Take the 2-minute tour ×
English Language & Usage Stack Exchange is a question and answer site for linguists, etymologists, and serious English language enthusiasts. It's 100% free, no registration required.

Please help me with commas in the following sentence:

As an example of the successful use of such a model [,] one can mention SymPy computer algebra system [,] which uses Python as a main user interface.

Is it necessary to write the comma after model? I am not sure whether we can consider "As an example of the successful use of such a model" as an introductory phrase. Also, I am not sure about the second comma.

share|improve this question
add comment

3 Answers

up vote 6 down vote accepted

A comma is required after model because, although the phrase comes at the beginning of the sentence, it is a weak interruption. That is to say, you would still have a viable sentence if you removed it.

You need the second comma, because what follows is a supplementary, not an integrated, relative clause.

share|improve this answer
    
+1, but I think there second could be optional dependant on context. Tell me if you agree with my answer. –  Jon Hanna Feb 3 '13 at 14:48
1  
@Jon Hanna. For the relative clause to be integrated rather than supplementary there would have to be more than one SymPy computer algebra system. –  Barrie England Feb 3 '13 at 15:38
    
Right you are. I asked because something made me lack confidence in my answer, and that's exactly how I should have been thinking. –  Jon Hanna Feb 3 '13 at 16:05
    
Integrated and supplementary, by the way, are the terms used in 'The Cambridge Grammar of the English Language' in place of the more usual defining / non-defining or restrictive / non-restrictive. –  Barrie England Feb 3 '13 at 16:07
    
Funny, I half-suspect that was what led my thinking astray, though were I more used to them in such a context, they probably wouldn't have. –  Jon Hanna Feb 3 '13 at 16:13
add comment

As far as relative pronouns go, a little brown book insists on the comma after "which" because it usually introduces nonessential elements. It opens a relative clause that has more weight than "that."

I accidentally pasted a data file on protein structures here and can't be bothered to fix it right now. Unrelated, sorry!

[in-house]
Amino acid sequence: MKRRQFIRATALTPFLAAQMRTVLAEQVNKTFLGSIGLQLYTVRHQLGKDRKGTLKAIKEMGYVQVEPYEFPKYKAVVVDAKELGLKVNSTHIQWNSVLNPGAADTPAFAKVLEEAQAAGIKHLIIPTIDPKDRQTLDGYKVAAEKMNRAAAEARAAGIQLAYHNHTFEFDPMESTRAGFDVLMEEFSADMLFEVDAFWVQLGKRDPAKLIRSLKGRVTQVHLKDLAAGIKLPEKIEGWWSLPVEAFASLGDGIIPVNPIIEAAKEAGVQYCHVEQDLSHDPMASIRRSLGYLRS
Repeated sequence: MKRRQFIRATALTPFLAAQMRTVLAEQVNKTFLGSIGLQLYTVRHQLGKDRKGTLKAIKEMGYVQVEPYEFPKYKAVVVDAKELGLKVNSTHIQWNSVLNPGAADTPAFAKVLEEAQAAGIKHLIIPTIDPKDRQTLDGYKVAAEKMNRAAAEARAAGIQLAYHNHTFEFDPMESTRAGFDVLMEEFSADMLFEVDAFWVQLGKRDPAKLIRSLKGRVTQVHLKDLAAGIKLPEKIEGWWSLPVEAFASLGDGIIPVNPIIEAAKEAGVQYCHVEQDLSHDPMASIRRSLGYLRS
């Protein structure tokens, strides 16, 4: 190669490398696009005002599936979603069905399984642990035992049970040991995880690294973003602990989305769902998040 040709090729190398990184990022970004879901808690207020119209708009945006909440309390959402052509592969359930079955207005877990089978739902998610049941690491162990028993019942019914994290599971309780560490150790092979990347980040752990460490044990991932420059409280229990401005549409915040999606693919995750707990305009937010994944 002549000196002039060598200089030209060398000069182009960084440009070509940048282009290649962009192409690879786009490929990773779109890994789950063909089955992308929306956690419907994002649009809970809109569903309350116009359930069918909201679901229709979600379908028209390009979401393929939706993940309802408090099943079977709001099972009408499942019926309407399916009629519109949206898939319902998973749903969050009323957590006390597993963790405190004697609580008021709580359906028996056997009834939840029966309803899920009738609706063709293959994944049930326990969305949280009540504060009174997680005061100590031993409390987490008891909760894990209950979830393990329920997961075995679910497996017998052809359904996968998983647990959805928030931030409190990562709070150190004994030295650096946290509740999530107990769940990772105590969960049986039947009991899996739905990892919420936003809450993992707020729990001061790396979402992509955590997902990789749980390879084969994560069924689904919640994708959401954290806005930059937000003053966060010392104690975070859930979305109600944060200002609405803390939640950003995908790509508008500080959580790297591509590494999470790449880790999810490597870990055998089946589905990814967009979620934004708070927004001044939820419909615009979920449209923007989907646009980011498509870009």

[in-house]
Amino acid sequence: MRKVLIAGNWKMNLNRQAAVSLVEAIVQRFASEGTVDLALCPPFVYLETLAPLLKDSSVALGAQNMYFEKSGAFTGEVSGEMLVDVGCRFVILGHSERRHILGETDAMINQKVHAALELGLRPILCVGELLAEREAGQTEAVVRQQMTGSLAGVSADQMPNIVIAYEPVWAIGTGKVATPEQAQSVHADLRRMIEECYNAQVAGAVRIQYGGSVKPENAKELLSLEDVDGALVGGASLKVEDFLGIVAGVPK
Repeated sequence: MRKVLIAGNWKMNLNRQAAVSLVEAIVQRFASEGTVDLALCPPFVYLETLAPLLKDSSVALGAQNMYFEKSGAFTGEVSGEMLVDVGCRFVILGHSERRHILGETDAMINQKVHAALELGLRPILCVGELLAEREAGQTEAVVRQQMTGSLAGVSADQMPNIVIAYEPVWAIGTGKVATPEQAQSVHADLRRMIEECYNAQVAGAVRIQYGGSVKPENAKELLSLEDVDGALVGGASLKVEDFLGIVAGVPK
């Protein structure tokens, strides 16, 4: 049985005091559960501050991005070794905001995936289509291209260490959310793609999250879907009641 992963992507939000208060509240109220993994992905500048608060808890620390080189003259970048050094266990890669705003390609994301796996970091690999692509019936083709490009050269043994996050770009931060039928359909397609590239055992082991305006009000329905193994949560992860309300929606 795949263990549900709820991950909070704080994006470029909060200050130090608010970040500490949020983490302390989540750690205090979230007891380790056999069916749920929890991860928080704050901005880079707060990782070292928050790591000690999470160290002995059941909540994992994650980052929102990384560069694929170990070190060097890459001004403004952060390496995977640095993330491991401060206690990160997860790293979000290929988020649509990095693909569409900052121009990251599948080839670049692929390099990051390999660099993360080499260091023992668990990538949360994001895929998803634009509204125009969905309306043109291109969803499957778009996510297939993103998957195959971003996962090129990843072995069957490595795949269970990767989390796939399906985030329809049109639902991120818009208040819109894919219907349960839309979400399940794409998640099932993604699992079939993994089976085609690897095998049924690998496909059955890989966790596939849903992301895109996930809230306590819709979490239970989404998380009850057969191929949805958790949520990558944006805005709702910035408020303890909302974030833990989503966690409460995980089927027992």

Companion website to the Little, Brown Book

The exercises on this site are excellent!

share|improve this answer
    
(9th edition, section 28c). –  livresque Feb 3 '13 at 15:43
1  
More than a few allow which in either case though. But +1 because thinking about whether that could serve or would be plain wrong can help tell the cases apart, and would have saved me from the answer I deleted as incorrect. –  Jon Hanna Feb 3 '13 at 16:08
add comment

Both commas are ok, as they are used to indicate where the reader/speaker might pause for a moment, whether reading aloud or silently.

share|improve this answer
2  
But then that just gives us the question "are these places where the reader/speaker might pause for a moment?" While it can be a good intuitive guide to someone fluent in the language to think "would I pause", it doesn't really tell us anything, and it can lead us astray. (I'll admit that it is how I decide this in practice while actually writing, but I do find it sometimes leaves me with some strangely placed commas when I come back to what I've written). –  Jon Hanna Feb 3 '13 at 14:47
add comment

Your Answer

 
discard

By posting your answer, you agree to the privacy policy and terms of service.

Not the answer you're looking for? Browse other questions tagged or ask your own question.